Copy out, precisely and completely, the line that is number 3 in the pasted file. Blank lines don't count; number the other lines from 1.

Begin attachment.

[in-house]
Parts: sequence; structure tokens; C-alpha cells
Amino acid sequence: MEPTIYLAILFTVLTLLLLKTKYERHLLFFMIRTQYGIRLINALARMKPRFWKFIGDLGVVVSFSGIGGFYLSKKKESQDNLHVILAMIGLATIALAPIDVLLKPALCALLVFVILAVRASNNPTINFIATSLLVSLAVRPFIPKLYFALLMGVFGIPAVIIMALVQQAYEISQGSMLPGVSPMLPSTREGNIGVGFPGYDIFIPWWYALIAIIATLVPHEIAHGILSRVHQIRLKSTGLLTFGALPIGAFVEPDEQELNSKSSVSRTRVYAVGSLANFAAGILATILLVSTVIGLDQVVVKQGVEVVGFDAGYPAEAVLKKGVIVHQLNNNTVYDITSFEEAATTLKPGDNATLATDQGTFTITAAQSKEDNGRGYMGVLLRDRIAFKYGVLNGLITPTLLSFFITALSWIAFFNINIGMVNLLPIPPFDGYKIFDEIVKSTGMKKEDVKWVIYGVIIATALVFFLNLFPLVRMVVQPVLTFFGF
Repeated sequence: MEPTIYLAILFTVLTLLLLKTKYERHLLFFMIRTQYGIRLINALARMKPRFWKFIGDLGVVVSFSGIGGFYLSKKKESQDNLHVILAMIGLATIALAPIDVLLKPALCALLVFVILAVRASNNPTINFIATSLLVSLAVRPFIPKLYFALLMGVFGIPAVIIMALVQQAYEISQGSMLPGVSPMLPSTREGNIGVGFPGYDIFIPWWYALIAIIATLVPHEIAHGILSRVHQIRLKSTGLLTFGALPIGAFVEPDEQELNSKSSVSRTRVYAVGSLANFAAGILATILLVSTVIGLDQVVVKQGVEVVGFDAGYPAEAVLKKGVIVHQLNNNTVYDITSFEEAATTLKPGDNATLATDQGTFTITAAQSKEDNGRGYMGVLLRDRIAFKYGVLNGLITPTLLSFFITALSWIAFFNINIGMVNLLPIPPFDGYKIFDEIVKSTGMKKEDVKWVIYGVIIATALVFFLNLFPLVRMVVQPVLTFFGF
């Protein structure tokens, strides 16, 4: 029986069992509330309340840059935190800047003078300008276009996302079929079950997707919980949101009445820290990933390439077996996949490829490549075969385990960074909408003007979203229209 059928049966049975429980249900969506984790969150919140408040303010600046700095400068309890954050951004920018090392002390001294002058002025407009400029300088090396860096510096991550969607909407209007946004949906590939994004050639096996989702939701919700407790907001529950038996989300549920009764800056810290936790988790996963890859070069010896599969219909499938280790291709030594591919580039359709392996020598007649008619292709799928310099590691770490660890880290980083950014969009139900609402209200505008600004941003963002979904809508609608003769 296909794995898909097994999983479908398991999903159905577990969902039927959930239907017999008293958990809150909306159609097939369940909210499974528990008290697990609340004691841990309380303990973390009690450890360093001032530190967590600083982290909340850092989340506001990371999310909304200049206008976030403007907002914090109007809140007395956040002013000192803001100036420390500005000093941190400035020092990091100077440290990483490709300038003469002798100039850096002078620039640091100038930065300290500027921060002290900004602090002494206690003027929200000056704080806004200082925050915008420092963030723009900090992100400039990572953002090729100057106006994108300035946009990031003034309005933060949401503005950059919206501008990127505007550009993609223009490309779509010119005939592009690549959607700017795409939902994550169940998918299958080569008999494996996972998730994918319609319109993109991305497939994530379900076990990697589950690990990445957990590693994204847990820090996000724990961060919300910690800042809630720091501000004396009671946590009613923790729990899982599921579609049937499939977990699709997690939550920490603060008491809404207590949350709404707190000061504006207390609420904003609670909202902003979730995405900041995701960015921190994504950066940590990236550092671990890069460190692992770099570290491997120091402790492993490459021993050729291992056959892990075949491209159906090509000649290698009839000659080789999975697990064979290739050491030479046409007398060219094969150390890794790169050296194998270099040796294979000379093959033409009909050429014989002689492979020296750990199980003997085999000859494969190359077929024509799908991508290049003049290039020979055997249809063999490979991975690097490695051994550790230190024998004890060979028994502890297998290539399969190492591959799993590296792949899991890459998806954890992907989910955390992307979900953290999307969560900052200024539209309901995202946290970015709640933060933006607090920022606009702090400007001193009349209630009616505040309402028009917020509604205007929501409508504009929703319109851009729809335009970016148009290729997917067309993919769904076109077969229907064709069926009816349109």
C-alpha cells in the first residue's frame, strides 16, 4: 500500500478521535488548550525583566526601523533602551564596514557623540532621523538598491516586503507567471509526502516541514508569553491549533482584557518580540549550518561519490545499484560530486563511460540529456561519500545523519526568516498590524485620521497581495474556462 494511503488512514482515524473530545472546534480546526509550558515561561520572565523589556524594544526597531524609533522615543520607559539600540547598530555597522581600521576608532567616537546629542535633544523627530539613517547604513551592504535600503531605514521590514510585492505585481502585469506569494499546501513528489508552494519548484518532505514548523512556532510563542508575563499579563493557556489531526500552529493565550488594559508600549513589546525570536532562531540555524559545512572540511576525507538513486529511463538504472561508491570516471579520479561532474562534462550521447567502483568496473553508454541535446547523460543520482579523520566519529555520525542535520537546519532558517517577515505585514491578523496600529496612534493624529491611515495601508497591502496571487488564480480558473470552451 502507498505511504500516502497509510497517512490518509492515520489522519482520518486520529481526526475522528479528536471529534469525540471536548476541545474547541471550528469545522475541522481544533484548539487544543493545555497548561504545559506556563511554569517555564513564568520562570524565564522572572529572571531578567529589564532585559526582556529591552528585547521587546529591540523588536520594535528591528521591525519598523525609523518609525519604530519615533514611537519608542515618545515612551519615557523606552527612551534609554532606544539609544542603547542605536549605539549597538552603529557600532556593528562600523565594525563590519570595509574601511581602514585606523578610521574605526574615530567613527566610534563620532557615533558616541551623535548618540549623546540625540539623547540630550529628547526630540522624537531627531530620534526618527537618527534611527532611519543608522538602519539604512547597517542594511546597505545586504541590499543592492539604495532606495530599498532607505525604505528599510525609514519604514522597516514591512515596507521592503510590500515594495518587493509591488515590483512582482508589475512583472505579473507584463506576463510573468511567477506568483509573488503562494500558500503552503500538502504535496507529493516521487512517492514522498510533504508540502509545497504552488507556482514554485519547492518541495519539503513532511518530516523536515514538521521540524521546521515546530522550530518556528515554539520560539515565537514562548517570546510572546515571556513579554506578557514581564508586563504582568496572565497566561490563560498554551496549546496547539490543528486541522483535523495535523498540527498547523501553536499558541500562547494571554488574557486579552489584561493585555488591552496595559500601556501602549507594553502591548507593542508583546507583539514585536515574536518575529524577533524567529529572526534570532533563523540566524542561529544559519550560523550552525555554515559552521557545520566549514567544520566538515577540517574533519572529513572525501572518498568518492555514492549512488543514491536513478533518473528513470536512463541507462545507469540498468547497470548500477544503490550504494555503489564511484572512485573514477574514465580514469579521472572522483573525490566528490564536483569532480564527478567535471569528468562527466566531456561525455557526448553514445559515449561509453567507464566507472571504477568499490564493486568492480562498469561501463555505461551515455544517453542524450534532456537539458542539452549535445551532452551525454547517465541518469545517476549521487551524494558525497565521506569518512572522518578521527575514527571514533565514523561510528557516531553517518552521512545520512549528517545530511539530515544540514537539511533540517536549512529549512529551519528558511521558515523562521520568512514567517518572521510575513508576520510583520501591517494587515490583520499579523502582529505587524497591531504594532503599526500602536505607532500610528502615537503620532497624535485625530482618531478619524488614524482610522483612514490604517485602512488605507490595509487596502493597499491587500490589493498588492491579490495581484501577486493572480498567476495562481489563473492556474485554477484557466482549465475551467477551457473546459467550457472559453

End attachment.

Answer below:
Amino acid sequence: MEPTIYLAILFTVLTLLLLKTKYERHLLFFMIRTQYGIRLINALARMKPRFWKFIGDLGVVVSFSGIGGFYLSKKKESQDNLHVILAMIGLATIALAPIDVLLKPALCALLVFVILAVRASNNPTINFIATSLLVSLAVRPFIPKLYFALLMGVFGIPAVIIMALVQQAYEISQGSMLPGVSPMLPSTREGNIGVGFPGYDIFIPWWYALIAIIATLVPHEIAHGILSRVHQIRLKSTGLLTFGALPIGAFVEPDEQELNSKSSVSRTRVYAVGSLANFAAGILATILLVSTVIGLDQVVVKQGVEVVGFDAGYPAEAVLKKGVIVHQLNNNTVYDITSFEEAATTLKPGDNATLATDQGTFTITAAQSKEDNGRGYMGVLLRDRIAFKYGVLNGLITPTLLSFFITALSWIAFFNINIGMVNLLPIPPFDGYKIFDEIVKSTGMKKEDVKWVIYGVIIATALVFFLNLFPLVRMVVQPVLTFFGF